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We are mourning the loss of our colleague and friend, Girin Beeharry.

Girin was an intellectual force and a true impatient optimist, in the spirit of the Bill & Melinda Gates Foundation where he spent much of his career. He was outraged by the poor quality of schooling available to children in many parts of the developing world, and frustrated by what he saw as the lack of any serious global effort to do anything about it.

He challenged us all to think more ambitiously and in more concrete, practical terms. His relentless focus on action and results brought much needed clarity of purpose to global education debates.

Earlier this year, as Girin’s health deteriorated, we proposed a festschrift in his honor. He balked at the idea of making it about him. Instead, he said he had a final set of challenges to lay down to foreign aid agencies and international institutions working on education.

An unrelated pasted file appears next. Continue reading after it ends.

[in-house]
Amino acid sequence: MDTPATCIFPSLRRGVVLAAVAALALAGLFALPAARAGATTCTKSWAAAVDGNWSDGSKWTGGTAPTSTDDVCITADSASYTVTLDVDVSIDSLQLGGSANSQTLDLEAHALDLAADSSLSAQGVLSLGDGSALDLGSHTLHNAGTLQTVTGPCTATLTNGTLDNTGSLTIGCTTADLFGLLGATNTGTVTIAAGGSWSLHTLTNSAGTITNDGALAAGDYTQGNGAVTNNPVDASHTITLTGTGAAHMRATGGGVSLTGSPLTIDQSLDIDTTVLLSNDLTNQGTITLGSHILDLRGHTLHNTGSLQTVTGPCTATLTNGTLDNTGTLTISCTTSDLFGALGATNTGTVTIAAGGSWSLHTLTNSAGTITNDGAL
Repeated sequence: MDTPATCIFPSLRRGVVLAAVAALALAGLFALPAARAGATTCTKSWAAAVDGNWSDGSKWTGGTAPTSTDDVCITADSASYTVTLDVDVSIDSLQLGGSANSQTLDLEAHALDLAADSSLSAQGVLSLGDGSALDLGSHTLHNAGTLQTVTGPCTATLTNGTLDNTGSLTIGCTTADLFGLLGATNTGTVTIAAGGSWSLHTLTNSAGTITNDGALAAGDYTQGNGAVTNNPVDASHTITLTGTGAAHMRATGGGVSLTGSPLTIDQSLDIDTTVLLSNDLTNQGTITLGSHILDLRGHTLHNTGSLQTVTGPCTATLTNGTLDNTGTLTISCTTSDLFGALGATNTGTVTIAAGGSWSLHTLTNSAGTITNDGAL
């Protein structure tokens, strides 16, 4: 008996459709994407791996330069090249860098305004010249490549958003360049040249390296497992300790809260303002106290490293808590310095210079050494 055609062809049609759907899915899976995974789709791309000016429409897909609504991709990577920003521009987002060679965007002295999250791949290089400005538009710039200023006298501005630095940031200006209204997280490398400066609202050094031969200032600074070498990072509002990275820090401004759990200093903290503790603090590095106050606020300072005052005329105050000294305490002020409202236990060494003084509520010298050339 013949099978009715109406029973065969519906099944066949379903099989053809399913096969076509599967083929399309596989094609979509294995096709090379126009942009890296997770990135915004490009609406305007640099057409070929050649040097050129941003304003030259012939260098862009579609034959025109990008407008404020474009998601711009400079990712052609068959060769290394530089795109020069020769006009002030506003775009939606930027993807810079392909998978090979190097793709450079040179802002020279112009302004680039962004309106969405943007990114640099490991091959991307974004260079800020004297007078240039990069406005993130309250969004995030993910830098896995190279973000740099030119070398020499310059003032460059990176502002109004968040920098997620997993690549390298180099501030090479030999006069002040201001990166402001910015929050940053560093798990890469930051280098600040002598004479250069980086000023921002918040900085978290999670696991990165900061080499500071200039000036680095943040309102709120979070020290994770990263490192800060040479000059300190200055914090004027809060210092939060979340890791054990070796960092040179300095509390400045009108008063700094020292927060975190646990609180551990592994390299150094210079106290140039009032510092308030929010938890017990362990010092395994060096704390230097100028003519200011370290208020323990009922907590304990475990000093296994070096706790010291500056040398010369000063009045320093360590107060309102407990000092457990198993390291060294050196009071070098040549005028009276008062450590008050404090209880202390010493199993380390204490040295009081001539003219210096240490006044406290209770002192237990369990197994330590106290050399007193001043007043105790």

Girin laid out this manifesto in an essay, “The Pathway to Progress on SDG4,” published earlier this year in the International Journal of Education Development. CGD invited representatives from the World Bank, UNICEF, FCDO, USAID, and other donor agencies to react to Girin’s challenges, and collected a full set of reactions from scholars and practitioners in a symposium of essays.

The range of contributors and the impassioned reactions to his piece reflect the influence Girin had on so many people and organizations in the education sector. His commitment to improving learning opportunities for poor kids, and his optimism that better is possible, were a galvanizing force. 

He was a friend and adviser to each of us, and an intellectual sparring partner who kept us honest. He will be deeply missed.

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CGD blog posts reflect the views of the authors, drawing on prior research and experience in their areas of expertise. CGD is a nonpartisan, independent organization and does not take institutional positions.